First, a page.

And, lastly, I include Pacific dogwood. There is a story in this neighborhood that the man who used to own the house down the street, where this tree resides, had purchased a few acres “for firewood” up north of here. And apparently on that property was this Pacific dogwood. He dug it up and placed it in his garden in town. But no one knew its name. It was simply called “a wild dogwood”. (As fate would have it) horticulturist Roger Raiche happened to post a picture of a branch of this tree he located in Sonoma County, properly labeled as Pacific dogwood, so I sent him the pic below and he responded that he’d never seen one with so many flowers, and he suspected this one thrived because it had no competition to expand. As a lover, student and author of gardening metaphors, you can imagine I loved hearing this from him. Note that Pacific dogwood flowers have five petals, not four, and they emerge rather green and turn white within weeks.

Pacific dogwood

Now. Mystery trees still needing IDing are:

And this one.

Whoever can ID the three I’ve left unnamed wins a copy of my book! Just leave a comment below.

I know East Coasters especially are still awaiting the glories of spring. I do hope you are finding the annual joy of watching our gardens come into promising bud, and emerging with their full beauty. Those of us who honor this tradition and practice are so so lucky! What is your favorite thing you look forward to each spring in your garden?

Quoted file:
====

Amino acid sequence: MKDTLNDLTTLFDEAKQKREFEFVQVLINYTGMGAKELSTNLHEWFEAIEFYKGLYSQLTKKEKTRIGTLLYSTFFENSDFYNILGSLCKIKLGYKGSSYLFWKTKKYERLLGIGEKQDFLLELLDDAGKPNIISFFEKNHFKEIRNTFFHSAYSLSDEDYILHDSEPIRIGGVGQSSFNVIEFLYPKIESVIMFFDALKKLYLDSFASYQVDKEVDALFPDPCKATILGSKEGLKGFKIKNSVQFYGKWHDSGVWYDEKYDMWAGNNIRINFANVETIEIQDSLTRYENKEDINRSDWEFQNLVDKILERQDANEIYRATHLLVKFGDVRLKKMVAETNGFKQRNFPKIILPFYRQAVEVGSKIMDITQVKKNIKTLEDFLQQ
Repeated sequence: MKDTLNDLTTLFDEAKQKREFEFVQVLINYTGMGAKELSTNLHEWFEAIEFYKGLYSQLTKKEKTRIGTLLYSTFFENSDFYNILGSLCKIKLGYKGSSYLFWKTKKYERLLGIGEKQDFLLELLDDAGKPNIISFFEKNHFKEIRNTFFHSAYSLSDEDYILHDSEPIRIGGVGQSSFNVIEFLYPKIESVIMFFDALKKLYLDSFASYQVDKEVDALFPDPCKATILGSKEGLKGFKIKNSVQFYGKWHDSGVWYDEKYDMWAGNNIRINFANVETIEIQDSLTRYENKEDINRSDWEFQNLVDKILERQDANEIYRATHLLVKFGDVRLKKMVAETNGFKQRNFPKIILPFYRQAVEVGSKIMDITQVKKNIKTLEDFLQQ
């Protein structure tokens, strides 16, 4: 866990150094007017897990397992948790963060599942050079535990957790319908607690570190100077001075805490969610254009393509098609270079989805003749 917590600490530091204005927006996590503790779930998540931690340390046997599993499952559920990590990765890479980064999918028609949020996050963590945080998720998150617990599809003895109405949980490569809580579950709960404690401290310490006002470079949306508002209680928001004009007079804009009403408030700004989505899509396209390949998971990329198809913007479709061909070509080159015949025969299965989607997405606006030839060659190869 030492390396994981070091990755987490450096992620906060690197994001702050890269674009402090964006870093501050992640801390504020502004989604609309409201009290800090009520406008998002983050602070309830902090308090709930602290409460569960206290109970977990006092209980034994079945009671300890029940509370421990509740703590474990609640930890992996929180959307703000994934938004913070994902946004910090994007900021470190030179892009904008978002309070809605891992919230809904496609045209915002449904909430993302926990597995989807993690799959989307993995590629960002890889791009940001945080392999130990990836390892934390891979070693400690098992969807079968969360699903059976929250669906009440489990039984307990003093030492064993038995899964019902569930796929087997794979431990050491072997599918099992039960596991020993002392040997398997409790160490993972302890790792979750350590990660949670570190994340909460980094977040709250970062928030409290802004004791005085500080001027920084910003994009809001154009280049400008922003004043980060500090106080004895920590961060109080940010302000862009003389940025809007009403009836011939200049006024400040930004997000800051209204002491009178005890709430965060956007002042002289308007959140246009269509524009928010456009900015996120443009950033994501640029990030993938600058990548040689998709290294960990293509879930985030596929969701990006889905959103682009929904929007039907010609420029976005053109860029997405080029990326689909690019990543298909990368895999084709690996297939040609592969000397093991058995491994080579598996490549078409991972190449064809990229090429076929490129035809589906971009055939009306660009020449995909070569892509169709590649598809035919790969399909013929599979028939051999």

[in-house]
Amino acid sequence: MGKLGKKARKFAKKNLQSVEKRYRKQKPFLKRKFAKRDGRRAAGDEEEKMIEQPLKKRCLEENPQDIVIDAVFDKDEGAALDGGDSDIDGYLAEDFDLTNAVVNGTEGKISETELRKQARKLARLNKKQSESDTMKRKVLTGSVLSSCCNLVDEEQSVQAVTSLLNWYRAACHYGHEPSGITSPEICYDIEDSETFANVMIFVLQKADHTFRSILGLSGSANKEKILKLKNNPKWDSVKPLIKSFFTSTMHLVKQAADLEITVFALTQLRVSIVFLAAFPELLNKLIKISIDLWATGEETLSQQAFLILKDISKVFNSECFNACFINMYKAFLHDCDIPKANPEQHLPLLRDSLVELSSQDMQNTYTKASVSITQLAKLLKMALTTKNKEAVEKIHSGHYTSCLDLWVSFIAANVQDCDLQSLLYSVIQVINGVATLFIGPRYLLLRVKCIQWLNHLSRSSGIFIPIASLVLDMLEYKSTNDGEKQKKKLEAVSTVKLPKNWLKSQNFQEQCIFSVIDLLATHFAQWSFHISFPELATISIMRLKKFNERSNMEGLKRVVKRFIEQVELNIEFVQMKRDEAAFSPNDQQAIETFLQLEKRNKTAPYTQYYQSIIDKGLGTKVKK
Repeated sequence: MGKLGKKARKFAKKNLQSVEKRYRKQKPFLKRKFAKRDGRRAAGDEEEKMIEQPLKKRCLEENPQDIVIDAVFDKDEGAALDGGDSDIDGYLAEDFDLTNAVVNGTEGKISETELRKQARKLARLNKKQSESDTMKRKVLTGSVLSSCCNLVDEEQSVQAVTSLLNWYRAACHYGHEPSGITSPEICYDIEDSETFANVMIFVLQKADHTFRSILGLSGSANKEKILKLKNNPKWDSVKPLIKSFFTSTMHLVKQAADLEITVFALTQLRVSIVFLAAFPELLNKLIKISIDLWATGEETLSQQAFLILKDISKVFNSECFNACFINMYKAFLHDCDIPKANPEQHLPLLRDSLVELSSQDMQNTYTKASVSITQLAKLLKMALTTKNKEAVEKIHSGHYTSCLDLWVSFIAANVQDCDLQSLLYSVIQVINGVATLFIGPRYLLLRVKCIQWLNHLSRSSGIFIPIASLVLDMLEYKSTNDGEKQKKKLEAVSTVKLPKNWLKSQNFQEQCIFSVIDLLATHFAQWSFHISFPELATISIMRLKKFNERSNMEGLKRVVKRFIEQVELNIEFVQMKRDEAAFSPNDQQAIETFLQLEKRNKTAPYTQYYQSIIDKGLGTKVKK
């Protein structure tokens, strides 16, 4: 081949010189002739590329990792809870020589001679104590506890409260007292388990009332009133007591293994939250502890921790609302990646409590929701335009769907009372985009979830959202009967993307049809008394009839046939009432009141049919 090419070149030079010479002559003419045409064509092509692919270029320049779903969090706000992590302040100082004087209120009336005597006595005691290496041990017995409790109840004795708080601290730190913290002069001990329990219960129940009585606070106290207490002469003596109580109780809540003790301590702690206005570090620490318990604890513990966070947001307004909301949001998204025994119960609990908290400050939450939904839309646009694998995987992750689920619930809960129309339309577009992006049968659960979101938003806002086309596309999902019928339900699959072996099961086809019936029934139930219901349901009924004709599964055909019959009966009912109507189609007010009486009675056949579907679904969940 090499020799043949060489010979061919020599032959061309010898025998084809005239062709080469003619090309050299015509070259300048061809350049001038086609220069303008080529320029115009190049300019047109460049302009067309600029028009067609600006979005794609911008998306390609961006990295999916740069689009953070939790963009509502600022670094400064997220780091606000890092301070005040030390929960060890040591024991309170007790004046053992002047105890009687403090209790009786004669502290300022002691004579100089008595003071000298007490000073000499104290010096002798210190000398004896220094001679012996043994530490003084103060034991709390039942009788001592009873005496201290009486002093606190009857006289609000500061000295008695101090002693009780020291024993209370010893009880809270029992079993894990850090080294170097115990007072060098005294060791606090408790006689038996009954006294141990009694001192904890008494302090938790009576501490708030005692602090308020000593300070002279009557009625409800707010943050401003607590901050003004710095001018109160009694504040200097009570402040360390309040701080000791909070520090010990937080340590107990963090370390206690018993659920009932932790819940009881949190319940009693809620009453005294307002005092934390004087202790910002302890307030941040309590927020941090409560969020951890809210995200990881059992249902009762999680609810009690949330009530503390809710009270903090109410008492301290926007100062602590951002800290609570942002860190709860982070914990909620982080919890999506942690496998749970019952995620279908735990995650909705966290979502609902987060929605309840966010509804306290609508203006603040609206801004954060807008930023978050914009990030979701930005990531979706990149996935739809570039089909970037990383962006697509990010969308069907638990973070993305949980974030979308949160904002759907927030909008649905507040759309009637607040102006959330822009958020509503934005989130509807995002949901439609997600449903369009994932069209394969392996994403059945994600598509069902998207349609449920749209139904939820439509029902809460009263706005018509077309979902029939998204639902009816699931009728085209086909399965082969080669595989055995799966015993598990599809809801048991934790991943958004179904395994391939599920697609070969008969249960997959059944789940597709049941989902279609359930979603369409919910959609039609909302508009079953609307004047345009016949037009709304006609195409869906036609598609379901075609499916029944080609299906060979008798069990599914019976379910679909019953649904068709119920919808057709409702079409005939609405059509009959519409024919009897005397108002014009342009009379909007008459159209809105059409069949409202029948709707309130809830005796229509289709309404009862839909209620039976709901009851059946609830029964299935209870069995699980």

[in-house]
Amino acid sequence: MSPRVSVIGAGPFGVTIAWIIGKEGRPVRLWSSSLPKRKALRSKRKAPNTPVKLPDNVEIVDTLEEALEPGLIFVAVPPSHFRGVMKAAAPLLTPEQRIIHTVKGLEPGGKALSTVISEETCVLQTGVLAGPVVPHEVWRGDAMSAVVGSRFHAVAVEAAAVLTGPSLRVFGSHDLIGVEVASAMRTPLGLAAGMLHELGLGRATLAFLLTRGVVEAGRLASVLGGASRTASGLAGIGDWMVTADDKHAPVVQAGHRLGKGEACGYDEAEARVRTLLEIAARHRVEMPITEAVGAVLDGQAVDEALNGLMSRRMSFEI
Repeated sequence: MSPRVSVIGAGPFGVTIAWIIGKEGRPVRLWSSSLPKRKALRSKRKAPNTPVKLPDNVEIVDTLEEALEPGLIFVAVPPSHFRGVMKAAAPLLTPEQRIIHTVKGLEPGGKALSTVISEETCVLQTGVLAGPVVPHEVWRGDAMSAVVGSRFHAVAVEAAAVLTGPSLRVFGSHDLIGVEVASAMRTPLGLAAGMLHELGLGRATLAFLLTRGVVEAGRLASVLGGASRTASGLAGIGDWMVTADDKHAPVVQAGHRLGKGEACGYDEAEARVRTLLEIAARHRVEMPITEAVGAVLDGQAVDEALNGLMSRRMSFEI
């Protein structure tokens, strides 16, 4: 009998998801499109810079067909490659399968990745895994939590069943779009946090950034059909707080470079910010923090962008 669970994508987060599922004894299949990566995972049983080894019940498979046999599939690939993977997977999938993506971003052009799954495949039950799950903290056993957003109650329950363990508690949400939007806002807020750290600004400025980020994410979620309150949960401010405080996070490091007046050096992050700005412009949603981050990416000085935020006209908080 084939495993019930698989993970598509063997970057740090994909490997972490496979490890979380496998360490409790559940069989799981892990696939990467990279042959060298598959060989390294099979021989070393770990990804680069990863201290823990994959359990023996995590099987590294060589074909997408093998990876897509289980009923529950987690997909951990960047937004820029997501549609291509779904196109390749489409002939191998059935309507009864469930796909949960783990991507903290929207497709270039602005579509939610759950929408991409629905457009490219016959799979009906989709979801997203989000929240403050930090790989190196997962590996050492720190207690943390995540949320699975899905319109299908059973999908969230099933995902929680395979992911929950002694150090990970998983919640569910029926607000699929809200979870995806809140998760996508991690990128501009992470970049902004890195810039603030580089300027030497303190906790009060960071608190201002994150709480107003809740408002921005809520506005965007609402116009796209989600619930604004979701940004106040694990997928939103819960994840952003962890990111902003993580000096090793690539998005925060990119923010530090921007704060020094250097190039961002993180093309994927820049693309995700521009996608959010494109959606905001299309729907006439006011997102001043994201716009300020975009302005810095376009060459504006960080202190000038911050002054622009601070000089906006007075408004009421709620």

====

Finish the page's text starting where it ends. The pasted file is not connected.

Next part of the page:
Love and garden blessings,
Kathryn xoxo

Footnote: Here’s a pic of a shad bush in flower, which Alice mentions on comments below. She’s in New York state.

UPDATE! The many subscribers to this blog contact me not only through the comments section below, but also via FB and email. So what readers missed was the vast amount of information sent to me by Julie Rice in Ohio, all in the attempt to help ID the trees posted above, which she ultimately did! A copy of Plant Whatever Brings You Joy goes out to her today! Congratulations, Julie! XOXO

Book Notes: Reminder that Plant Whatever Brings You Joy: Blessed Wisdom from the Garden makes a lovely gift for the loved Mothers in your life. Thank you for ordering a copy on Amazon, or Kobo or Barnes and Noble!

When Spring Comes Early…


As I tune in to gardening bloggers’ reports of their garden activities and local weather around the country there is a common thread–most of us are getting an early version of spring, followed by a colder, wetter winter pattern. So January and February sported some unusually warmer temps now followed by some pretty colder nights and days! Ah, but those warm days were appreciated in all honesty, and for a few weeks the garden flourished, and some hardy souls still prevail!